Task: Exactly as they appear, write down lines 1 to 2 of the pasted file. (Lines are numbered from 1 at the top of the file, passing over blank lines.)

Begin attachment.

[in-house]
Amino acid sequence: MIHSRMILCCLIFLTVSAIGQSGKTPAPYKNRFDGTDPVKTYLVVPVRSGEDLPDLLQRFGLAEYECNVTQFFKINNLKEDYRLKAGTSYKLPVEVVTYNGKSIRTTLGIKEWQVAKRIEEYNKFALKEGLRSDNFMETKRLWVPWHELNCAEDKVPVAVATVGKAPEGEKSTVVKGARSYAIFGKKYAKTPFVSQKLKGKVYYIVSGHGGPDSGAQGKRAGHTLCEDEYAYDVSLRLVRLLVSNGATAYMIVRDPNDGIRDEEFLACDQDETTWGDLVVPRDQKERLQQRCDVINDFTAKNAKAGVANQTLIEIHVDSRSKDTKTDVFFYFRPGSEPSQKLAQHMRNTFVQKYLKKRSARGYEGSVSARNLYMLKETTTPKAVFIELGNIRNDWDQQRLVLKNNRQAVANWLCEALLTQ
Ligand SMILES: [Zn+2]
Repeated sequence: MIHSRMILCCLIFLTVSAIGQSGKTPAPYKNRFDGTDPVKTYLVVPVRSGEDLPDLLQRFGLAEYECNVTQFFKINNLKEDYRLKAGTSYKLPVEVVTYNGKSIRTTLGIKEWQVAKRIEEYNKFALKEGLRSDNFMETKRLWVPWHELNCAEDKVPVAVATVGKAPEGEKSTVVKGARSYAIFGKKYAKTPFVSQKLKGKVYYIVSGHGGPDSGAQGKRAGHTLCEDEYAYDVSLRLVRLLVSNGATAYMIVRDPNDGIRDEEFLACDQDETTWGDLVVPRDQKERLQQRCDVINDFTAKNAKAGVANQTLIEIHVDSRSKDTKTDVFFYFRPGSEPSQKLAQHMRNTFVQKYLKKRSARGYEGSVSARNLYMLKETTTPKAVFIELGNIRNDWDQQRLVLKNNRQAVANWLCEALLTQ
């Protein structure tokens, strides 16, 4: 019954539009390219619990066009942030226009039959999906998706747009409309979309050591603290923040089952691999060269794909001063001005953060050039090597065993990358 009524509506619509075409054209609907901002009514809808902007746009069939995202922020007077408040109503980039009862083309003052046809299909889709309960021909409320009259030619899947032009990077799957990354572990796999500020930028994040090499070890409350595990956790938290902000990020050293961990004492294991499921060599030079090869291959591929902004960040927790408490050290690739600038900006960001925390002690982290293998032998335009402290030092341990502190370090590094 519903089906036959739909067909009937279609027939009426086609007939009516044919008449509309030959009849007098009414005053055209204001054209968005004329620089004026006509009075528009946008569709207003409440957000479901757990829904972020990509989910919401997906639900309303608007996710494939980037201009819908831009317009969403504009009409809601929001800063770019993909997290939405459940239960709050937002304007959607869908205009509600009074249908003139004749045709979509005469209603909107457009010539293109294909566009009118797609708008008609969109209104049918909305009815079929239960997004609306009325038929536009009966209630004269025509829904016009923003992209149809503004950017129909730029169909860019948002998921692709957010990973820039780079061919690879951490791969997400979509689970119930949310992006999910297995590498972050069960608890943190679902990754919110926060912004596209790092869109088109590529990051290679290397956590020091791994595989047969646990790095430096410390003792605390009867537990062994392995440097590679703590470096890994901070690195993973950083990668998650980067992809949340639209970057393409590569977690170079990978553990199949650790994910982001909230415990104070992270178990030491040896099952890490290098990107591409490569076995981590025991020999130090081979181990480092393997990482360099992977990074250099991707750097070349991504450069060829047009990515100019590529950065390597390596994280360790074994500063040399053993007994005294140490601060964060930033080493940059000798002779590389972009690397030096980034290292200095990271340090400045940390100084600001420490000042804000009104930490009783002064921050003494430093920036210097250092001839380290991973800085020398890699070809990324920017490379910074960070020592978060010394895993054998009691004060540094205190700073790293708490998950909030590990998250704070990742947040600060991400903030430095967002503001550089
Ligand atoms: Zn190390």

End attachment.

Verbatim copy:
[in-house]
Amino acid sequence: MIHSRMILCCLIFLTVSAIGQSGKTPAPYKNRFDGTDPVKTYLVVPVRSGEDLPDLLQRFGLAEYECNVTQFFKINNLKEDYRLKAGTSYKLPVEVVTYNGKSIRTTLGIKEWQVAKRIEEYNKFALKEGLRSDNFMETKRLWVPWHELNCAEDKVPVAVATVGKAPEGEKSTVVKGARSYAIFGKKYAKTPFVSQKLKGKVYYIVSGHGGPDSGAQGKRAGHTLCEDEYAYDVSLRLVRLLVSNGATAYMIVRDPNDGIRDEEFLACDQDETTWGDLVVPRDQKERLQQRCDVINDFTAKNAKAGVANQTLIEIHVDSRSKDTKTDVFFYFRPGSEPSQKLAQHMRNTFVQKYLKKRSARGYEGSVSARNLYMLKETTTPKAVFIELGNIRNDWDQQRLVLKNNRQAVANWLCEALLTQ